The clinician will do certain tests moving the arm in specific directions and have an indication of what the problem in the shoulder may be. If the fluid is then injected into the appropriate space the effect of the local anaesthetic may be apparent after a few minutes. If the tests are repeated the diagnosis can often be confirmed immediately. Such a positive response would also prove that the cortisone (which may be mixed with the local anaesthetic) is in the correct space and may have a beneficial effect in the longer term.
It has to be realised that the effect of cortisone in this instance is mainly anti-inflammatory – it reduces pain and swelling in the tissues where it is injected. In the case of an acute inflammatory condition the effect of the cortisone will therefore mostly be seen after about 2 days. Another important feature is that the longer term effect of the cortisone would also indicate the diagnosis. If it is merely an acute inflammatory condition the cortisone could be virtually curative, if it is a long term condition (e.g. osteoarthritis) the cortisone may have a temporary beneficial affect which will wear off. In a mechanical condition e.g. a tear of the tendon the effect of the cortisone may be short lived.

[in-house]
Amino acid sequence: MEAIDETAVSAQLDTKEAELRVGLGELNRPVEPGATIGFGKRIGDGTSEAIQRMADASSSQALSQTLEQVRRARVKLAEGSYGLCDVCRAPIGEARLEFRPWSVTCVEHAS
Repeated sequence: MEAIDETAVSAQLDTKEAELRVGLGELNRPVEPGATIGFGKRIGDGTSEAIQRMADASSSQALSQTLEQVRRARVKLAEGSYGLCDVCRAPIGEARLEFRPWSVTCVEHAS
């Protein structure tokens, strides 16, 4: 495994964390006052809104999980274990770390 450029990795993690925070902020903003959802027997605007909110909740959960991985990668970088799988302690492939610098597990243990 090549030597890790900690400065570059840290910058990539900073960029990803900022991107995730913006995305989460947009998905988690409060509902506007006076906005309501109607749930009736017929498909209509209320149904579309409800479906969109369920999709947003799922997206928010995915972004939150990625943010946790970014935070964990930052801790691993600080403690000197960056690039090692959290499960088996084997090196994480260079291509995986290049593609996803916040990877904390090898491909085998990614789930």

It can be seen that the effect of the injection gives the clinician the following information:
- The effect of the local anaesthetic suggests where the problem is located in the joint (which anatomical space).
- The effect of the cortisone is a further aid in diagnosing the problem in the joint: generally speaking the less serious the problem the more beneficial the cortisone will be.
It is important to note that these injections have to be done accurately to ensure that they are put in the correct space. Some clinicians might be experienced enough to do this without any help.
In our unit we often use ultrasound guidance to ensure that the needle is in the exact space to be able to reach the correct conclusion. Some clinicians, especially radiologists, may use x-rays to aid them in injecting accurately.
Ultrasound guidance improves accuracy of injection placement in the correct anatomic space.